The Test and T20 captain foresaw "tough decisions" for Pybus and for head coach Ottis Gibson. "Some careers are on the line," he said.

Gibson's opposite opinion was instructive. "We can get home, let the dust settle and assess where we are," was his counter to Sammy's plea for urgent action. "We can come up with a plan, but also decide who the right personnel are."

The WICB allowed the dust to settle for five weeks before holding its debriefing last Monday with the relevant tour individuals. As it usually does, it then swept the dust under the carpet and continued with life as usual.

The selectors (the same panel that chose an identical squad for New Zealand to the one that had been thrashed in entirely different conditions in India) predictably stuck to their tried and trusted. No one's career was on the line.

Chris Gayle had not played a match since tearing his hamstring in India last November 21; Marlon Samuels and Sammy were sidelined with contrasting injuries after the first ODI in New Zealand on Boxing Day. Yet all three were included for the series against Ireland; the only newcomer was fast bowler Miguel Cummins, who wasn't picked by his own Barbados selectors for the preceding Super50 tournament.

It was ill-judged complacency. The thinking, clearly, was that Ireland were of a standard that would ease Gayle, Samuels and Sammy back into action without any pressure. West Indies are in no position right now to underestimate any opponent. Not even by 2020, when, according to the CEO, they'll be No. 1 and demanding top dollar for their brand.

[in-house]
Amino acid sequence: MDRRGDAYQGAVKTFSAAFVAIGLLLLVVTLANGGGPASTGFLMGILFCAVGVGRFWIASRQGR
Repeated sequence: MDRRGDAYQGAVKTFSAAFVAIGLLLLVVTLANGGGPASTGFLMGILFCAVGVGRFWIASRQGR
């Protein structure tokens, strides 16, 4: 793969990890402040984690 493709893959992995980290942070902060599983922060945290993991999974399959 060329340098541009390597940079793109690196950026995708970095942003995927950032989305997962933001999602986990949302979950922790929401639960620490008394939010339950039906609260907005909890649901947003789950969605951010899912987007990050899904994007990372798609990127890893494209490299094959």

Tony Cozier has written about and commentated on cricket in the Caribbean for 50 years

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Posted by lugujaga on (February 26, 2014, 1:35 GMT)

lets get one thing very clear the wicb main concern is making a lot of money and not improving cricket in the region. they singed that new icc mandate with $ signs in their eyes. every time the wicb guys talk in public its about the future mega bucks they gonna be making.this is a message to cricket lovers in the west indies; its now all about money first and cricket second.cricket has realy died in the west indies for the past ten years or so

Posted by   on (February 25, 2014, 17:06 GMT)

funny selector. still on chair? should b changed as quick as possible.

Posted by Arvin5721 on (February 25, 2014, 6:29 GMT)